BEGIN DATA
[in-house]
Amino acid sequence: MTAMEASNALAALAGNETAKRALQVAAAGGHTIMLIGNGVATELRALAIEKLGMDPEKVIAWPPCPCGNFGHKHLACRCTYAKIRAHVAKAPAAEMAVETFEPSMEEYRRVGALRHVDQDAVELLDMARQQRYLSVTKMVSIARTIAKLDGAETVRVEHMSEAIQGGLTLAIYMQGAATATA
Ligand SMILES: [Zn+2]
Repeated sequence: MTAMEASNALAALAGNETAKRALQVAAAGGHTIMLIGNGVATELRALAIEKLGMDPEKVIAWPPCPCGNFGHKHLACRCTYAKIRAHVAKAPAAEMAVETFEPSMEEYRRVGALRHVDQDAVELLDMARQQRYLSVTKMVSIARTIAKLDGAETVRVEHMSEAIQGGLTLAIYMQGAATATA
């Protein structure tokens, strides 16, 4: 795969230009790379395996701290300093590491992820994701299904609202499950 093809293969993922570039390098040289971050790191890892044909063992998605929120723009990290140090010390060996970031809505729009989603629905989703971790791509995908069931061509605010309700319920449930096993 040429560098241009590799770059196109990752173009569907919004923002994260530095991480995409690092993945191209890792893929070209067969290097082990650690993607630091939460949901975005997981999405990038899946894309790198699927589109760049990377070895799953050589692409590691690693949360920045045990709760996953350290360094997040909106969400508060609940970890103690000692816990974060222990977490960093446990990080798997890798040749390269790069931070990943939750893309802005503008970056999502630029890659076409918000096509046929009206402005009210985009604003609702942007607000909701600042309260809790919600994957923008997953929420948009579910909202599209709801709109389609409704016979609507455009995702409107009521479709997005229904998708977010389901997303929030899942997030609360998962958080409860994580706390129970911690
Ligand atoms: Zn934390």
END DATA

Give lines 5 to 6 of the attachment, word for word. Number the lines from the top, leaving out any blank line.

């Protein structure tokens, strides 16, 4: 795969230009790379395996701290300093590491992820994701299904609202499950 093809293969993922570039390098040289971050790191890892044909063992998605929120723009990290140090010390060996970031809505729009989603629905989703971790791509995908069931061509605010309700319920449930096993 040429560098241009590799770059196109990752173009569907919004923002994260530095991480995409690092993945191209890792893929070209067969290097082990650690993607630091939460949901975005997981999405990038899946894309790198699927589109760049990377070895799953050589692409590691690693949360920045045990709760996953350290360094997040909106969400508060609940970890103690000692816990974060222990977490960093446990990080798997890798040749390269790069931070990943939750893309802005503008970056999502630029890659076409918000096509046929009206402005009210985009604003609702942007607000909701600042309260809790919600994957923008997953929420948009579910909202599209709801709109389609409704016979609507455009995702409107009521479709997005229904998708977010389901997303929030899942997030609360998962958080409860994580706390129970911690
Ligand atoms: Zn934390």